My Radio Collection — 1960's
This is one cool set! This Philco was made around 1960 or so and represents one of my newest sets. This was made for the british market. I found this while fishing on ebay. This catch is 26 inches long! It has a 120-220 selectable transformer. The Philco 135 has 6 tubes, including the rectifier and tuning eye tube. With only 4 active radio stages (mixer, IF amp/detector , audio preamp, and audio output) this radio won't perform as well as many of my other radios. But what it doesn't have in performance, it sure has the looks. This is an AM/SW radio only with phono input, the broadcast band, two shortwave ranges (calibrated in meters) and three bandspreaded shortwave ranges. This was one of those "one evening get em running" jobs. There was a wire that was broken, the rectifier tube was bad, and I replaced two capacitors. I have no schematic for this set, so if anyone could help me, I would appreciate it!
Matsushita National UM-680
Here is my first Japanese 1960's tube radio. It might be 1950's. Hard for me to tell. This radio is top shelf. It sits on my top shelf in my living room too. It's a gift from a friend. All I needed to do is change the paper type capacitors, replace a few tubes and pilot lamps and do a small amount of rewiring. Rubber coated wires again.
It is a fantastic radio. It is AM only but it really sounds nice. The cabinet is wood with a plastic front. It is kind of large, somewhat like the Euroceivers from that era. This set has 6 tubes including the rectifier and the seeing eye tube. That 6E5 tube is a little weak.
There is a ferrite loop antenna in this radio. There is a string linkage to a control on the front panel to rotate the loop for best reception. This is a nice feature. Besides the volume, tuning and loop direction control, The combination on-off switch has a three position tone control switch. The lights on the front above this switch indicates the tone setting. Very neat!
With the electronic restoration I did, this set plays nice and loud!
What? This is a transistorized radio. What is this doing here? Here's the story. Way back in the dark ages, around 1965, I had purchased a radio like this new. I am not sure how much it was, but somewhere around 70 to 80 dollars. That was a lot of money in the olden days. I had a good time with this radio. I took it with me on my paper route, listening to shortwave stations on it. I remember that on Saturday mornings, Radio Canada used to have a shortwave listener program. It made the paper deliveries a little bit easier. But one day I left it outside and when I remembered where I left it, the radio was gone. Kind of a hard lesson for a teenager, one I never forgot. The loss was covered on my dads homeowners insurance policy so I was able to get a replacement radio, a Ross. It just wasn't a GE, but it worked. I used it for a long time and I gave it to a teenager about 20 years ago.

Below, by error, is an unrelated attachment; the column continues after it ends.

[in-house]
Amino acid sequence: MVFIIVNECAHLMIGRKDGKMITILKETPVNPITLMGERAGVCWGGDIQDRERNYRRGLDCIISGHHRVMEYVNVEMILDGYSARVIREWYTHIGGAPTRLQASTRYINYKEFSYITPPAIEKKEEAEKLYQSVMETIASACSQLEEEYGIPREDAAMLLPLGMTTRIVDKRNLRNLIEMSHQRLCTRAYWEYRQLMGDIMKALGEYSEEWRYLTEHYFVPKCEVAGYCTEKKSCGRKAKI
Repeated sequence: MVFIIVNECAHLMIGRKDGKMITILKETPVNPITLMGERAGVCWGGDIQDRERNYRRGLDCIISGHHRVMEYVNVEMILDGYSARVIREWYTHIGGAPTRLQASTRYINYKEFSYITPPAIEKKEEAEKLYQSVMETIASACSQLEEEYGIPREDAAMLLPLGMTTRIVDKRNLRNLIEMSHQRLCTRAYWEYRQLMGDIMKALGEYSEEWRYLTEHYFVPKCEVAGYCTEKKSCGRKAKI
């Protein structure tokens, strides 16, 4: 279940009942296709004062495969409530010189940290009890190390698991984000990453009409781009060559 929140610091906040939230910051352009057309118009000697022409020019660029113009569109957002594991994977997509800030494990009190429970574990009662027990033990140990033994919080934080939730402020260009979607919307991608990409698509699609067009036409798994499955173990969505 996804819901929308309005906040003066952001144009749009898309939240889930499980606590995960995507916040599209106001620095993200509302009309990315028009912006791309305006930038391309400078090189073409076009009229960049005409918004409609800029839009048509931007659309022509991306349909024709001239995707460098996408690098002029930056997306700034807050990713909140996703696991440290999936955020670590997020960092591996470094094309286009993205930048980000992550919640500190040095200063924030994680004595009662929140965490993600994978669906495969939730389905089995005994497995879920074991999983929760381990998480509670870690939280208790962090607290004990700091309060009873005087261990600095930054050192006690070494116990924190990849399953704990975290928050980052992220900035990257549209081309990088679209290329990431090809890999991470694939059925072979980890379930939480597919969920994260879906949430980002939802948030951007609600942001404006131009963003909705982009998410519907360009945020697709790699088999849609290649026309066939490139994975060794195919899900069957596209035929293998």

So now comes the wonderful world of ebay. I looked for this radio for nearly a year. There are plenty of AM-FM models and I even saw the AM - Marine Band radios, but not the 4-12 mhz shortwave receiver. Last week I found one, and it was cheap. The handle was broken, and the spring was missing from the band switch. But I bought it and I was very happy to get it. The sound was a little tinny, so i replaced 3 electrolytic capacitors. While I had my soldering iron in there, I managed to burn the dial cord. First time I ever did that. Anyway, I replaced it and after a badly needed alignment, the radio works super! I am a happy camper and reliving my childhood on the cheap.
I always knew that GE made 3 versions of the radio above. I think there were more model numbers too, but this one is the "marine" version. The shortwave coverage is from 1.8 to 5.1 mhz. Not too big of a deal for shortwave listening but I can now listen to the AM ham radio operators on 75 meters. This one came to me in very nice condition.
This is the second one of the three GE portables I bought. This is an AM-FM model. This by far was the most popular of the 3. This one is missing the tip on the antenna but otherwise quite a nice radio. I always liked these old GE portable sets. I noticed on all three that there is very little bass. I thought that the electrolytic capacitors were dried out, but when I replaced them in the shortwave model, the sound was still the same. Still a very nice radio